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Al-Maghar, 1940
Al-Maghar is located in Mandatory Palestine
Arabic المغار
Name meaning The caves[1]
Subdistrict Ramle
Coordinates 31°50′19″N 34°46′56″E / 31.83861°N 34.78222°E / 31.83861; 34.78222Coordinates: 31°50′19″N 34°46′56″E / 31.83861°N 34.78222°E / 31.83861; 34.78222
Palestine grid 129/138
Population 1,740[2][3] (1945)
Area 15,390[3] dunams
Date of depopulation 18 May 1948[4]
Cause(s) of depopulation Military assault by Yishuv forces
Current localities Beit Elazari[5]

al-Maghar was a Palestinian Arab village in the Ramle Subdistrict of Mandatory Palestine. It was depopulated by the Givati Brigade during Operation Barak on 18 May 1948. It was located 12 km southwest of Ramla, situated north of Wadi al-Maghar.


An inscription which was in Greek, and dated to a Christian period was found here.[6][7]

In the 8th century, the village was the birthplace of the Islamic jurist Abu al-Hasan Muhammad al-Maghari.[8]

Ottoman era[edit]

In 1517, Al-Maghar, like the rest of Palestine, was incorporated into the Ottoman Empire, and in the 1596 tax registers the village appeared under the name of Imgar, as being in the nahiya (subdistrict) of Gaza under the Liwa of Gaza, with a population was 22 households, all Muslim. The villagers paid a fixed tax rate of 33,3% on various agricultural products, such as wheat, barley, summer crops, fruit trees, olive trees, and sesame; a total of 6,400 akçe.[9]

In 1863 Victor Guérin found a village with about 200 inhabitants living in adobe houses. He further noted "vast fields, of which the extreme fertility delights the sight." The barley was already partially harvested, and elsewhere the plain was seeded with corn and durrah.[10]

An Ottoman village list of about 1870 indicated 54 houses and a population of 174, though the population count included men, only.[11][12]

In 1882, the Palestine Exploration Fund's Survey of Western Palestine (SWP) described it as consisting almost entirely of adobe houses, "occupying the south slope of the hill, and built in front of caves in the rock. There are fig-gardens beneath, and pasture-land round it on the north and east. The village is not larger than most of those in the plain." "It has two wells: one north, one west."[13] Figs were noted here.[14]

The Battle of Mughar Ridge between British and Ottoman forces in the World War I was fought in the environs of Al-Maghar.

British Mandate era[edit]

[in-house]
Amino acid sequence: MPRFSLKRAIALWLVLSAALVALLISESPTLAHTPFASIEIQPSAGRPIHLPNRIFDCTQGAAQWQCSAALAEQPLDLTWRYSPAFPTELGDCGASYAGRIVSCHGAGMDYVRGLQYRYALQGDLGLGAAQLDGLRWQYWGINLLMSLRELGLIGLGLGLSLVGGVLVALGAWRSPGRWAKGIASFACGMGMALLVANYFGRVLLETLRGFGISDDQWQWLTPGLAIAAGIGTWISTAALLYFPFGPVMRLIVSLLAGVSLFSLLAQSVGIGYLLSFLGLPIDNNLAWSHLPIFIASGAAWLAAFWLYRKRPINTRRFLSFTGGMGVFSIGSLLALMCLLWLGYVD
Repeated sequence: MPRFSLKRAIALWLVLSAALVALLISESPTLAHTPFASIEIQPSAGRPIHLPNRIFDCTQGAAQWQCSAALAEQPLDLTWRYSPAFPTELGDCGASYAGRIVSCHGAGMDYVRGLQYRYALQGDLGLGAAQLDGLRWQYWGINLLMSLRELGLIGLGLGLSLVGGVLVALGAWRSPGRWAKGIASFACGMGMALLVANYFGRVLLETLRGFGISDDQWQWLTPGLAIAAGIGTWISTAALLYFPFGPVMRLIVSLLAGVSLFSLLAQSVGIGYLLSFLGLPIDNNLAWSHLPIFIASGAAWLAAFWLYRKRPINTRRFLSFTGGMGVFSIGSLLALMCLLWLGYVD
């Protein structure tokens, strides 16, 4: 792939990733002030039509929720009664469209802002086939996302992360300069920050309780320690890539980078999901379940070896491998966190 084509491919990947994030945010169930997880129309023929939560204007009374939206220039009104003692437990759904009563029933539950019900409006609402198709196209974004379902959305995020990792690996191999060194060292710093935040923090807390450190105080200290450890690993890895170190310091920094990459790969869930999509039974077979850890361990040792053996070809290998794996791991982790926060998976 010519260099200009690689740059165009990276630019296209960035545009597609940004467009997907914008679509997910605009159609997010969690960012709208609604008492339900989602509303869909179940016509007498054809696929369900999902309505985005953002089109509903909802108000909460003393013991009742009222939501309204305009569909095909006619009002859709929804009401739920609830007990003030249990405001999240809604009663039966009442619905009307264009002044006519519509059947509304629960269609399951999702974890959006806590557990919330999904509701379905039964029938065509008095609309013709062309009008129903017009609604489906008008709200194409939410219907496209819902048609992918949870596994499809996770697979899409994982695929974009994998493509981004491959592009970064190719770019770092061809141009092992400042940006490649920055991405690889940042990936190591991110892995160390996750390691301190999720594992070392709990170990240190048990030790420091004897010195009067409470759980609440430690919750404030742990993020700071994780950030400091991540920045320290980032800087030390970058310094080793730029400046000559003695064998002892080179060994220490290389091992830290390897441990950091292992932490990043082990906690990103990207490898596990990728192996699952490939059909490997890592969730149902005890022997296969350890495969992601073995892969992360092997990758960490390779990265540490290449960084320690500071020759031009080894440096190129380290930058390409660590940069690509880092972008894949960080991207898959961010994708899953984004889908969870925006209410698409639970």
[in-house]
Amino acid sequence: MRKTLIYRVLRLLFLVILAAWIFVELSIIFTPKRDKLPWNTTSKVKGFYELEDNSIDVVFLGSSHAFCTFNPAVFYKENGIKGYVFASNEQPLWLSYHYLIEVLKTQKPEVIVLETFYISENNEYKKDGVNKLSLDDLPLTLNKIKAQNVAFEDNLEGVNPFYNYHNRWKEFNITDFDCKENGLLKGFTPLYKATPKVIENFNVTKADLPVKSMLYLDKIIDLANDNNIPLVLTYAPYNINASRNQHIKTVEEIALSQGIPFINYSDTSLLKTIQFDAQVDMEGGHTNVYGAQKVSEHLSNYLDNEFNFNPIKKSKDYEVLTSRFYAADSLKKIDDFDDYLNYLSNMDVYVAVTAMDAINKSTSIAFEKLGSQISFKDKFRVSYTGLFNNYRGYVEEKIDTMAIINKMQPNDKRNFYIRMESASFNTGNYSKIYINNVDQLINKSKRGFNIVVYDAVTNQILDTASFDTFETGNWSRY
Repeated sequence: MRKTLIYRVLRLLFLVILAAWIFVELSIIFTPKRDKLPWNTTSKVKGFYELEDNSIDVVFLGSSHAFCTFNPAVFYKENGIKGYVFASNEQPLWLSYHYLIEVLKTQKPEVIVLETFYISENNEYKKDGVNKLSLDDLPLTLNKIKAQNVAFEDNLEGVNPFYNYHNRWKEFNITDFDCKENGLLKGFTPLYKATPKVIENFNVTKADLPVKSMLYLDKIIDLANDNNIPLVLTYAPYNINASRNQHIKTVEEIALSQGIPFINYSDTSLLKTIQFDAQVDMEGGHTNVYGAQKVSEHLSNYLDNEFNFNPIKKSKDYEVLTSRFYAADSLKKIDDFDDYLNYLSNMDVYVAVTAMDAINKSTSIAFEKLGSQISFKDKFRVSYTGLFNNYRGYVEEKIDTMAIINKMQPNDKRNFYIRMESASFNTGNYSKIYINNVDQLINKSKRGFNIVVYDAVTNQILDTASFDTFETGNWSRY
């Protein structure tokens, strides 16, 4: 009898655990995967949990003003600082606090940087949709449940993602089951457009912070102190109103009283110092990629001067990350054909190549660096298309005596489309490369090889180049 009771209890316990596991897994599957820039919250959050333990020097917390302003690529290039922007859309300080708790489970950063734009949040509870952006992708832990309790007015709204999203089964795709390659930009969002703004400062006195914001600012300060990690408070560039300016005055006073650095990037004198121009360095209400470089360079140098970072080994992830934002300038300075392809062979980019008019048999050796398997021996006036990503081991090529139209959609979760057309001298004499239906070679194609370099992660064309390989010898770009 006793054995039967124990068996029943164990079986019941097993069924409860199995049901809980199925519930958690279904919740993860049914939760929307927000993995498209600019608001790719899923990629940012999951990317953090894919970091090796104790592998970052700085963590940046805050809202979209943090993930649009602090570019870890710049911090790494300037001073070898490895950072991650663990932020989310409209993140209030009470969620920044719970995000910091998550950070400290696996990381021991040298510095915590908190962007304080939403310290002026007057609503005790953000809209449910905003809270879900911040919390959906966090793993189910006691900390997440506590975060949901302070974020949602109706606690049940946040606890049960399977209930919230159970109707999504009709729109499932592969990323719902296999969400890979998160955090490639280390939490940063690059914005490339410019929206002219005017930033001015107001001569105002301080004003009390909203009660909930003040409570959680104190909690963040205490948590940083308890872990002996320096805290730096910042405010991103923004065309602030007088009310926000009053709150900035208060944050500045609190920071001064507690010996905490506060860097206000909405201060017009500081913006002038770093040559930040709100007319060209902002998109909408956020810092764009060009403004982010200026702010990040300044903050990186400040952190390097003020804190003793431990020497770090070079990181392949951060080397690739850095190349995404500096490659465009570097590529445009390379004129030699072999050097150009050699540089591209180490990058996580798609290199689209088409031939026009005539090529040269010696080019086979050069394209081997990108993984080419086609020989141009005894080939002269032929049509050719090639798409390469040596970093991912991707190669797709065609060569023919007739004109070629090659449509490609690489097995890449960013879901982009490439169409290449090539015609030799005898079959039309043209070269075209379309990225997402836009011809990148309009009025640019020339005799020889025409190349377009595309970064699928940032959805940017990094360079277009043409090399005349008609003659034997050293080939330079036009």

In the 1922 census of Palestine conducted by the British Mandate authorities, Mughar had a population of 966 inhabitants, all Muslims,[15] while in the 1931 census, Mughar had 255 occupied houses and a population of 1,211 Muslims.[16]

In 1945, it had a population of 1,740 Muslims,[2] and the total land area was 15,390 dunums.[3] Of this, Arabs used a total of 1,772 dunums for citrus and bananas, 9,075 dunums were used for cereals, 86 dunums were irrigated or used for orchards,[17] while 31 dunams were classified as built-up urban areas.[18]

It had an elementary school and in 1945, it had an enrollment of 170 students.[5]

1948, and aftermath[edit]

The village became depopulated on 18 May 1948.[4][19]

The Israeli moshav of Beit Elazari was established on Al-Maghar land.[5]


  1. ^ Palmer, 1881, p. 272
  2. ^ a b Department of Statistics, 1945, p. 30
  3. ^ a b c Government of Palestine, Department of Statistics. Village Statistics, April, 1945. Quoted in Hadawi, 1970, p. 67
  4. ^ a b Morris, 2004, p. xix village #256. Also gives cause of depopulation
  5. ^ a b c Khalidi, 1992, p. 395
  6. ^ Clermont-Ganneau, 1874, p. 275
  7. ^ Conder and Kitchener, 1882, SWP II, p. 427
  8. ^ Khalidi, 1992, p. 394
  9. ^ Hütteroth and Abdulfattah, 1977, p. 146
  10. ^ Guérin, 1869, p. 36
  11. ^ Socin, 1879, p. 154
  12. ^ Hartmann, 1883, p. 133, noted 56 houses
  13. ^ Conder and Kitchener, 1882, SWP II, p. 411
  14. ^ Conder and Kitchener, 1882, SWP II, p. 418
  15. ^ Barron, 1923, Table V, Sub-district of Gaza, p. 9
  16. ^ Mills, 1932, p. 5
  17. ^ Government of Palestine, Department of Statistics. Village Statistics, April, 1945. Quoted in Hadawi, 1970, p. 116
  18. ^ Government of Palestine, Department of Statistics. Village Statistics, April, 1945. Quoted in Hadawi, 1970, p. 166
  19. ^ Morris, 2004, pp. 95, 255, 306, 314, 350,373


External links[edit]